dc.description.abstract<table><tr><td colspan="2" class="item-title">Determinants of Older Adults' Physical Activity Compared by Stage of Change</td></tr><tr class="item-sponsor"><td class="label">Conference Sponsor:</td><td class="value">Midwest Nursing Research Society</td></tr><tr class="item-year"><td class="label">Conference Year:</td><td class="value">2005</td></tr><tr class="item-author"><td class="label">Author:</td><td class="value">Gallagher, Nancy</td></tr><tr class="item-institute"><td class="label">P.I. Institution Name:</td><td class="value">University of Michigan</td></tr><tr class="item-author-title"><td class="label">Title:</td><td class="value">Nurse Practitioner</td></tr><tr class="item-address"><td class="label">Contact Address:</td><td class="value">Health Promotion, 1204 West Madison, Ann Arbor, MI, 48103, USA</td></tr><tr class="item-phone"><td class="label">Contact Telephone:</td><td class="value">(734) 663-9492</td></tr><tr class="item-email"><td class="label">Email:</td><td class="value">nagalla@umich.edu</td></tr><tr class="item-co-authors"><td class="label">Co-Authors:</td><td class="value">Kimberlee Gretebeck. Health Promotion</td></tr><tr><td colspan="2" class="item-abstract">Regular physical activity (PA) helps maintain functional independence and enhances quality of life for older adults. In addition, the ability to perform PA declines with age, and functional ability and PA are inversely associated. The Theory of Planned Behavior (TPB) and Stage of Change (SOC) have been shown to provide explanatory value in PA research. The purpose of this study was to identify older adults[' determinants of PA and compare them across SOC level. A cross-sectional study was conducted with 958 older adults (M age 74.8). The Physical Activity Scale for the Elderly, Physical Functioning Questionnaire, TPB Questionnaire, and SOC measures were used to assess older adults' self-reported PA, perceived functional ability, health status, and beliefs, attitudes, and intention to perform PA. Independent sample t-tests results indicated that the greatest significant differences were found between those in Precontemplation (N=76) and Contemplation (N=46) and between the Action (N=41) and Maintenance (N=571) stages. The Precontemplation group had lower subjective norm (p&lt;.001), attitude (p=.001), self-efficacy (p&lt;.001), perceived behavioral control (p&lt;.001) and normative beliefs (p&lt;.001) than the Contemplation group. Those in Maintenance scored higher than the Action group in functional ability (p&lt;.001), PA level (p=.007), attitude (p&lt;.001), health status (p=.006), self-efficacy (p&lt;.001), perceived behavioral control (p&lt;.001), behavioral beliefs (p&lt;.001), and reported fewer physical limitations (p&lt;.001). Interestingly, when comparing Preparation (N=224) and Contemplation, only health (p=.006) and functional ability scores (p&lt;.001) differed between the groups. In addition, Preparation and Action stages were similar as normative beliefs was the only significant variable (p&lt;.001) with family and health care professionals exerting the most influence in PA behavior. Further research is needed to refine the SOC categories. Implications for nursing practice include development and implementation of PA programs for older adults tailored to the determinants of PA. (Poster Presentation)</td></tr></table>en_GB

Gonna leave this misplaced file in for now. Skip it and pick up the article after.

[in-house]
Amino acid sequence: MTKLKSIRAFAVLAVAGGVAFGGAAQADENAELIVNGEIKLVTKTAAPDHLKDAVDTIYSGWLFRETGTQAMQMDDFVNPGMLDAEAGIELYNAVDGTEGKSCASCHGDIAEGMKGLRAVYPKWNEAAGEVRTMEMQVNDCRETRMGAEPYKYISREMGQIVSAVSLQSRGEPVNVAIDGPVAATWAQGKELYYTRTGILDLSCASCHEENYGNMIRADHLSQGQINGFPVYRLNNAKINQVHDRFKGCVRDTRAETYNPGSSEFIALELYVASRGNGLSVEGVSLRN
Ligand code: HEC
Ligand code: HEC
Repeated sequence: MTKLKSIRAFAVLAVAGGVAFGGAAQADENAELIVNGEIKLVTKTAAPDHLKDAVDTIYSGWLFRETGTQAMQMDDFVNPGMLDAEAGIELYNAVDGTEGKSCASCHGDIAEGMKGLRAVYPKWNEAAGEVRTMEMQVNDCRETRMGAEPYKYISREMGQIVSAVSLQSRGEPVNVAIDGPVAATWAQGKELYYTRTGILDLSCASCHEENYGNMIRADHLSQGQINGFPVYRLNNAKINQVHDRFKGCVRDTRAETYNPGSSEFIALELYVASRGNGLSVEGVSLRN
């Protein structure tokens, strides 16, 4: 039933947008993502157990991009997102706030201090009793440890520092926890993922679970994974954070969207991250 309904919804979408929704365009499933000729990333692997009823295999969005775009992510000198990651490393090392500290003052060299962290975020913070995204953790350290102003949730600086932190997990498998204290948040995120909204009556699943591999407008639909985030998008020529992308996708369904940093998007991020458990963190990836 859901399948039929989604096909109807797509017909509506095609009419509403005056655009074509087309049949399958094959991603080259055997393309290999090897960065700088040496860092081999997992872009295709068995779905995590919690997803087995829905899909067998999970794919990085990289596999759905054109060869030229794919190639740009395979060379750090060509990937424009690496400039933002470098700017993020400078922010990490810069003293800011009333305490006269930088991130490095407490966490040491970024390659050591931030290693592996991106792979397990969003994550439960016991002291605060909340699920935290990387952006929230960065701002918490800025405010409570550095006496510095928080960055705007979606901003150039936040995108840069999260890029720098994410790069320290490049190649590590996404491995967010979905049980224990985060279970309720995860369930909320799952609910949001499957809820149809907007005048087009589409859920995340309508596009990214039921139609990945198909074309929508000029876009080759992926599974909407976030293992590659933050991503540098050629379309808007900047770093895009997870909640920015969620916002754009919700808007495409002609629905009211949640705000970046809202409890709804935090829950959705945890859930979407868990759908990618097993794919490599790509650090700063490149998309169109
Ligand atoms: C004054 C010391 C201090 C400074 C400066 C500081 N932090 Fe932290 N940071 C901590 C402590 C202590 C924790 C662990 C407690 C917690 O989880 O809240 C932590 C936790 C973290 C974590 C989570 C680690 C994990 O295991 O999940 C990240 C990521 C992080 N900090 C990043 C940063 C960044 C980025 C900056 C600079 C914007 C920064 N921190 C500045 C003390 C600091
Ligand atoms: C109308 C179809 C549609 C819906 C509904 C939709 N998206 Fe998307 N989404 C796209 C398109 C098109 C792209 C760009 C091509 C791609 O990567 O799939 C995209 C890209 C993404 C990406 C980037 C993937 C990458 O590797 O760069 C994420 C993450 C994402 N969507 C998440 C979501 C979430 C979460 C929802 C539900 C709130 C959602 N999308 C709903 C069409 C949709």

dc.date.available2011-10-26T21:41:23Z-
dc.date.issued2011-10-17en_GB
dc.date.accessioned2011-10-26T21:41:23Z-
dc.description.sponsorshipMidwest Nursing Research Societyen_GB